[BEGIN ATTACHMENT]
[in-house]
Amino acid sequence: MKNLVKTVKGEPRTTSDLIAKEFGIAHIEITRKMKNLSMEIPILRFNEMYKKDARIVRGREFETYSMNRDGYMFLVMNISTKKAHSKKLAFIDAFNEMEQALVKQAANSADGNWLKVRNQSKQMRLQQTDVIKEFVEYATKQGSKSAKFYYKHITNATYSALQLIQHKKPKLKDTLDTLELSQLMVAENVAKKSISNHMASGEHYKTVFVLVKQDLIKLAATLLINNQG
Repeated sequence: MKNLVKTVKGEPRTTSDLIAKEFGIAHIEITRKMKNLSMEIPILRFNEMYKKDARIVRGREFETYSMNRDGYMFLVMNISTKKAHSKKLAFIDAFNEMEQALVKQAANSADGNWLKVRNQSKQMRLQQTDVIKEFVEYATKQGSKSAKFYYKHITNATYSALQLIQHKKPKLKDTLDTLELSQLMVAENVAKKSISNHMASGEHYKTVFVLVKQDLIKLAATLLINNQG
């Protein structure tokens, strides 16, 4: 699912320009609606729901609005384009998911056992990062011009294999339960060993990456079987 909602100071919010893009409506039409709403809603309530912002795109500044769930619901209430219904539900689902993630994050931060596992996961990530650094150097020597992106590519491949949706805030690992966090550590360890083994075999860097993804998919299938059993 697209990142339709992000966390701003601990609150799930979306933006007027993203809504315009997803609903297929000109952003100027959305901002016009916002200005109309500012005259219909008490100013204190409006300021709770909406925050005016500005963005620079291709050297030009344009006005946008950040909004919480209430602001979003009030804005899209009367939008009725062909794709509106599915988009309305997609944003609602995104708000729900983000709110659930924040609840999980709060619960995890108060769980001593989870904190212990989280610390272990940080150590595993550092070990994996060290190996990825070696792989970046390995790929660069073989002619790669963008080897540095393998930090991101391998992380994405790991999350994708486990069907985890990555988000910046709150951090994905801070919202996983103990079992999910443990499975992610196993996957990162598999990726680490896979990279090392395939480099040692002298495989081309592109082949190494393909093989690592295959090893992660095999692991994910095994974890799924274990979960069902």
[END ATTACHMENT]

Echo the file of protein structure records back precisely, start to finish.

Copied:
[in-house]
Amino acid sequence: MKNLVKTVKGEPRTTSDLIAKEFGIAHIEITRKMKNLSMEIPILRFNEMYKKDARIVRGREFETYSMNRDGYMFLVMNISTKKAHSKKLAFIDAFNEMEQALVKQAANSADGNWLKVRNQSKQMRLQQTDVIKEFVEYATKQGSKSAKFYYKHITNATYSALQLIQHKKPKLKDTLDTLELSQLMVAENVAKKSISNHMASGEHYKTVFVLVKQDLIKLAATLLINNQG
Repeated sequence: MKNLVKTVKGEPRTTSDLIAKEFGIAHIEITRKMKNLSMEIPILRFNEMYKKDARIVRGREFETYSMNRDGYMFLVMNISTKKAHSKKLAFIDAFNEMEQALVKQAANSADGNWLKVRNQSKQMRLQQTDVIKEFVEYATKQGSKSAKFYYKHITNATYSALQLIQHKKPKLKDTLDTLELSQLMVAENVAKKSISNHMASGEHYKTVFVLVKQDLIKLAATLLINNQG
């Protein structure tokens, strides 16, 4: 699912320009609606729901609005384009998911056992990062011009294999339960060993990456079987 909602100071919010893009409506039409709403809603309530912002795109500044769930619901209430219904539900689902993630994050931060596992996961990530650094150097020597992106590519491949949706805030690992966090550590360890083994075999860097993804998919299938059993 697209990142339709992000966390701003601990609150799930979306933006007027993203809504315009997803609903297929000109952003100027959305901002016009916002200005109309500012005259219909008490100013204190409006300021709770909406925050005016500005963005620079291709050297030009344009006005946008950040909004919480209430602001979003009030804005899209009367939008009725062909794709509106599915988009309305997609944003609602995104708000729900983000709110659930924040609840999980709060619960995890108060769980001593989870904190212990989280610390272990940080150590595993550092070990994996060290190996990825070696792989970046390995790929660069073989002619790669963008080897540095393998930090991101391998992380994405790991999350994708486990069907985890990555988000910046709150951090994905801070919202996983103990079992999910443990499975992610196993996957990162598999990726680490896979990279090392395939480099040692002298495989081309592109082949190494393909093989690592295959090893992660095999692991994910095994974890799924274990979960069902």